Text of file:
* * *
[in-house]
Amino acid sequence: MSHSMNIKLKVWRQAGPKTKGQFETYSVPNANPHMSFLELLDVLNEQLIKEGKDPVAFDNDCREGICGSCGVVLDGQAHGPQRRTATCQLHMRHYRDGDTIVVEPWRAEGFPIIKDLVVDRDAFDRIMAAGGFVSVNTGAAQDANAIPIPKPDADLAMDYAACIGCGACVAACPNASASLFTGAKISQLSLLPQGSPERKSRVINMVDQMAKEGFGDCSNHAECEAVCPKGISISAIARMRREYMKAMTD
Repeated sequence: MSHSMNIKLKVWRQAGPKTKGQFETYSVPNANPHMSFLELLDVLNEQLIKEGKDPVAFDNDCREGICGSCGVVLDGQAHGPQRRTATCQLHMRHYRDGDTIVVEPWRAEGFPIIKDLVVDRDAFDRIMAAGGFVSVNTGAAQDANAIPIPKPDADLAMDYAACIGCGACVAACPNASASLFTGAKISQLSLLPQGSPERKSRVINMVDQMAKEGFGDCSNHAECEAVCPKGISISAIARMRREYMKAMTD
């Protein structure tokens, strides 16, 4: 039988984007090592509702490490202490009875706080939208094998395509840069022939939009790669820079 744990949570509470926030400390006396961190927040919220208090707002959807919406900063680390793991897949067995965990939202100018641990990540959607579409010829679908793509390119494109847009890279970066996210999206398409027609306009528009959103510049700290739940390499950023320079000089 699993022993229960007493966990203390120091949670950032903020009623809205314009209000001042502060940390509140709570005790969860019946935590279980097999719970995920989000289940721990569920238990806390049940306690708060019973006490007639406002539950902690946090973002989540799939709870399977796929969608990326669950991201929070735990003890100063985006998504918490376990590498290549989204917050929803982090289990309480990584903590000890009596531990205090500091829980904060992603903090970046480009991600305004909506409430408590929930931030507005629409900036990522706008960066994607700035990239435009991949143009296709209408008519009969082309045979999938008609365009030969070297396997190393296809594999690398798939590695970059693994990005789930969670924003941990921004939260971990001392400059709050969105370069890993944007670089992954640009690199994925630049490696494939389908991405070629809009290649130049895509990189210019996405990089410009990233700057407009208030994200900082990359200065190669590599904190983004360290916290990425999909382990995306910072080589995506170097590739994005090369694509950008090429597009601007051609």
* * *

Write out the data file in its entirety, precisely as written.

[in-house]
Amino acid sequence: MSHSMNIKLKVWRQAGPKTKGQFETYSVPNANPHMSFLELLDVLNEQLIKEGKDPVAFDNDCREGICGSCGVVLDGQAHGPQRRTATCQLHMRHYRDGDTIVVEPWRAEGFPIIKDLVVDRDAFDRIMAAGGFVSVNTGAAQDANAIPIPKPDADLAMDYAACIGCGACVAACPNASASLFTGAKISQLSLLPQGSPERKSRVINMVDQMAKEGFGDCSNHAECEAVCPKGISISAIARMRREYMKAMTD
Repeated sequence: MSHSMNIKLKVWRQAGPKTKGQFETYSVPNANPHMSFLELLDVLNEQLIKEGKDPVAFDNDCREGICGSCGVVLDGQAHGPQRRTATCQLHMRHYRDGDTIVVEPWRAEGFPIIKDLVVDRDAFDRIMAAGGFVSVNTGAAQDANAIPIPKPDADLAMDYAACIGCGACVAACPNASASLFTGAKISQLSLLPQGSPERKSRVINMVDQMAKEGFGDCSNHAECEAVCPKGISISAIARMRREYMKAMTD
């Protein structure tokens, strides 16, 4: 039988984007090592509702490490202490009875706080939208094998395509840069022939939009790669820079 744990949570509470926030400390006396961190927040919220208090707002959807919406900063680390793991897949067995965990939202100018641990990540959607579409010829679908793509390119494109847009890279970066996210999206398409027609306009528009959103510049700290739940390499950023320079000089 699993022993229960007493966990203390120091949670950032903020009623809205314009209000001042502060940390509140709570005790969860019946935590279980097999719970995920989000289940721990569920238990806390049940306690708060019973006490007639406002539950902690946090973002989540799939709870399977796929969608990326669950991201929070735990003890100063985006998504918490376990590498290549989204917050929803982090289990309480990584903590000890009596531990205090500091829980904060992603903090970046480009991600305004909506409430408590929930931030507005629409900036990522706008960066994607700035990239435009991949143009296709209408008519009969082309045979999938008609365009030969070297396997190393296809594999690398798939590695970059693994990005789930969670924003941990921004939260971990001392400059709050969105370069890993944007670089992954640009690199994925630049490696494939389908991405070629809009290649130049895509990189210019996405990089410009990233700057407009208030994200900082990359200065190669590599904190983004360290916290990425999909382990995306910072080589995506170097590739994005090369694509950008090429597009601007051609």